The constant fear of recurrence is a real thing. It's hard to live a life of uncertainty but no one is guaranteed tomorrow. The only thing I can do to stay ahead of it is to recognize the fearful thoughts as they come and remind myself that feelings aren't fact. 

I do a lot of self talk. I journal. I use art as therapy. Anything I can do to keep my mind from going to that dark place in the past, I do. 

One day, I know I'll die. We all do. Until that day, I want to live my best life possible. 

I found a form online, a short survey, for those who think they have a fear of cancer recurrence. I decided to take it and see where I fell on the spectrum. There were only 9 questions and the ratings went from 0- which meant no fear at all to 4 - which recorded a great deal of fear of recurrence. 

Some of the questions asked on the survey were: 

I'm worried or anxious about the possiblity of a cancer recurrence 

I believe I'm cured and the cancer won't come back

In your opinion, are you at risk of a cancer recurrence? 

How much time a day do you think about a cancer recurrence?

Those are just a few of the questions. Out of the 9, I scored 29. I have no idea what a healthy score is because I couldn't find the scoring criteria or an evaluation of the "test." I assume I fell within the moderate range - the range I assume most survivors fall into, but I'm not sure. I may be an anomaly. I do know it's affecting my quality of life in a negative way. I need to figure out a way to correct that.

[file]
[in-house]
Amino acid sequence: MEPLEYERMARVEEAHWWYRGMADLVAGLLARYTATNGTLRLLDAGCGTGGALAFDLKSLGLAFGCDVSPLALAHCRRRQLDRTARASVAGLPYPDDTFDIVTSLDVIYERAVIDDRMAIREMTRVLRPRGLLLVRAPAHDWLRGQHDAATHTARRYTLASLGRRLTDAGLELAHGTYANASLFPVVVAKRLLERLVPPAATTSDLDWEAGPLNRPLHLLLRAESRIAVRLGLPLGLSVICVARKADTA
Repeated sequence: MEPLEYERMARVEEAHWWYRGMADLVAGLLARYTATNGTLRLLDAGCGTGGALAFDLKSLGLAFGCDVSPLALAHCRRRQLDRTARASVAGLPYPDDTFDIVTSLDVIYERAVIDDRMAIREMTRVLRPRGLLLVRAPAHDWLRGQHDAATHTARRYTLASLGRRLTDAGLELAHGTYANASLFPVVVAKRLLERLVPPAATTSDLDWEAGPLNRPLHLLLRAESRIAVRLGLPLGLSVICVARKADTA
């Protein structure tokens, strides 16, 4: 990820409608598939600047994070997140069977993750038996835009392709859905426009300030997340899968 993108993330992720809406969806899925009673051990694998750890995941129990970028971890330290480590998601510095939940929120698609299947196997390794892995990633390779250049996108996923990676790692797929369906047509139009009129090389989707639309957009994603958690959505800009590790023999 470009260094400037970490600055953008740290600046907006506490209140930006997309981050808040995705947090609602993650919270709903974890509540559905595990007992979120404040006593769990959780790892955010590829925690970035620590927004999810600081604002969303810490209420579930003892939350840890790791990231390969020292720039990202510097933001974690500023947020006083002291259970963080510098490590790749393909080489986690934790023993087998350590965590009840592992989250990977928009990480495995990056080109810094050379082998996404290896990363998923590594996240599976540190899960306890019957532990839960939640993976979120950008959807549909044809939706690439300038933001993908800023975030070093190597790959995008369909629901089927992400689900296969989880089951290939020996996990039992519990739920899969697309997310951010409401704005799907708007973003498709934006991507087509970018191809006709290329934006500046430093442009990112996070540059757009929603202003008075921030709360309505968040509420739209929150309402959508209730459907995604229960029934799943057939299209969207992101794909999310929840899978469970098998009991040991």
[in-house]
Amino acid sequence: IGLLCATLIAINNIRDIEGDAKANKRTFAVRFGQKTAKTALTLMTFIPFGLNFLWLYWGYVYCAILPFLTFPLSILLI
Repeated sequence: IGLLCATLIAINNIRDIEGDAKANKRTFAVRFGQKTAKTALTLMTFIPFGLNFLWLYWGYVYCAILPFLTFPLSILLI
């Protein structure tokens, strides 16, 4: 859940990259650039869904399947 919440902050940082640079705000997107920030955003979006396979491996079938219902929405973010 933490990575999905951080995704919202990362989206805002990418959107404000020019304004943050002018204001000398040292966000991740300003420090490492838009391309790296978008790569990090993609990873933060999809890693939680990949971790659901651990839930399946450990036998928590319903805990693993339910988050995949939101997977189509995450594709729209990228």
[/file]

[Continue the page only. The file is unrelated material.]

I'll see my oncologist in two weeks for an annual exam. I imagine he'll want to do a PET scan since I haven't had one done in the past 2 years and I've been having some significant spinal pain. While there, I'll talk with him about this test and get his feelings on ways to combat FCR (fear of cancer recurrence.) 

In the meantime, I'm going to cling tightly to this wise quotation: 

"Fear keeps us focused on the past or worried about the future. If we can acknowledge our fear, we can realize that right now we are okay. Right now, today, we are still alive, and our bodies are working marvelously. Our eyes can still see the beautiful sky. Our ears can still hear the voices of our loved ones." ~ Thich Nhat Hanh

Fear is an emotion you can't see or touch, but you can certainly feel it's power. Finding a way to strip it of that power can only be conquered by faith. And I have faith, even though it's just a little bit...the Bible says, "If you have faith the size of a mustard seed, you can say to a mountain be moved into the sea, and it will be moved!" I'm not sure I have that much faith but I'm close. 

Here's a link for the form if you'd like to take it yourself: 

Fear of Cancer Recurrence Inventory-Short Form (FCRI-SF) Screening (cfp.ca)